Dr. Robert O. Freedman

Dr. Robert O. Freedman, an Associate of the Jerusalem Center for Public Affairs, is Peggy Meyerhoff Pearlstone Professor of Political Science at Baltimore Hebrew University and is Visiting Professor of Political Science at Johns Hopkins University.

Publications by Dr. Robert O. Freedman

Russia, Iran, and the Nuclear Question: The Putin Record

Vladimir Putin inherited a strong Russian-Iranian relationship from his predecessor Boris Yeltsin. Russia under Yeltsin made major arms agreements with Iran, selling Tehran jet planes, tanks, and submarines, and also began building a nuclear reactor for Iran at Bushehr. The two countries also cooperated on regional issues such as Tajikistan and Afghanistan.
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The Bush Administration and the Arab-Israeli Conflict: The Record of the First Three Years

After initially seeking a “hands-off” policy toward the Arab-Israeli conflict, in part because of Clinton’s failures in that area, the George W. Bush administration has pursued an activist policy on four different occasions – only to see its policy initiatives fail, primarily because of outbreaks of Palestinian terrorism. Read More »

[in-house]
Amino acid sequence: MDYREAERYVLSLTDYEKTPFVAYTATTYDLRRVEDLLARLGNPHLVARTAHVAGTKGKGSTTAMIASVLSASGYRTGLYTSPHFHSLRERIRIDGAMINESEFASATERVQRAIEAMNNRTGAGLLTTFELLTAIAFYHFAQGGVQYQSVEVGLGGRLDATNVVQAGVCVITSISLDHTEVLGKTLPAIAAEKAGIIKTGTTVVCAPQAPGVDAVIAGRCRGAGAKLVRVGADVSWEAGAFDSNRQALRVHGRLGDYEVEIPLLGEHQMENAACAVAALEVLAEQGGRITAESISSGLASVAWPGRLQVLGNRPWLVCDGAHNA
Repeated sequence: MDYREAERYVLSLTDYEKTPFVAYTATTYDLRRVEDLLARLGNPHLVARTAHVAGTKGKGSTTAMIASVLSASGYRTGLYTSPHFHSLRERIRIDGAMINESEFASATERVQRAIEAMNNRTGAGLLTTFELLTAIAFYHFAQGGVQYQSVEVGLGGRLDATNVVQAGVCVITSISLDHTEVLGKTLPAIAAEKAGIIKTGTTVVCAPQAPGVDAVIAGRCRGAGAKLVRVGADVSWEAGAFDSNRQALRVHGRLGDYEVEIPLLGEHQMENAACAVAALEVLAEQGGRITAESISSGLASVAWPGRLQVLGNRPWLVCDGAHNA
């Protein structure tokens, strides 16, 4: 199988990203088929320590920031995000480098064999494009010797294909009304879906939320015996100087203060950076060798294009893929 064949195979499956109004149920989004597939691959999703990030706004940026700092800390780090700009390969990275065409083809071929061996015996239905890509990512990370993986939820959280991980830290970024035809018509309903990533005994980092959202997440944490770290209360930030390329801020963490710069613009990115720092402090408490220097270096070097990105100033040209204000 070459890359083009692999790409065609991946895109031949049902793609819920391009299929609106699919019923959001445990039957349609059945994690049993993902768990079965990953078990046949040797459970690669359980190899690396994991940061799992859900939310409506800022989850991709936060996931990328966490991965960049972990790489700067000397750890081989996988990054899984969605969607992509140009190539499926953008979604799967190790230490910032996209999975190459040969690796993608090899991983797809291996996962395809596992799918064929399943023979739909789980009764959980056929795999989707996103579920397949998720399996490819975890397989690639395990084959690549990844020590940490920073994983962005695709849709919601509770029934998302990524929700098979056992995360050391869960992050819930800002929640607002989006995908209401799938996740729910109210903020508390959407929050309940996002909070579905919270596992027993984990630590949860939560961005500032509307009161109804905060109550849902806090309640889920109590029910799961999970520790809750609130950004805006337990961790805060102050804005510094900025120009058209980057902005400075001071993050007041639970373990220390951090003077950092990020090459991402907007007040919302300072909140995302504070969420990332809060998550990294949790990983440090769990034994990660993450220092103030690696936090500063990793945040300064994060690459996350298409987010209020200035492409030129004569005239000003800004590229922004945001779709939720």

Russian Policy Toward the Middle East Under Yeltsin and Putin

Following the collapse of the Soviet Union, its main successor state, Russia, emerged in a greatly weakened geopolitical position. Complicating Russia’s problems was a politically weak and often physically sick President Boris Yeltsin. Concerned about its "soft underbelly" in Transcaucasia and Central Asia, regions that were threatened by radical Islam, Moscow focused its Middle East efforts on Turkey and Iran, both of which had a considerable amount of influence in the two regions. Read More »

American Policy Toward Iraq and Iran in Clinton’s Second Term

During U.S. President Bill Clinton’s second term in office, the U.S. "dual containment" policy toward Iran and Iraq, which he inherited from the Bush administration and then intensified during his first term, had come close to collapse. Read More »

Russia and Iran: A Tactical Alliance

LePen’s National Front: A Threat to the Jews of France

In early July 1997, Chaim Musicant, Director of the Conseil Representif des Institutions Juives de France (CRIF), France’s most important Jewish organization, told this writer with a combination of anger and astonishment: "It is incredible that fifty years after World War II, a racist party has arisen in France that was able to capture 15 percent of the vote in the May 1997 legislative elections."
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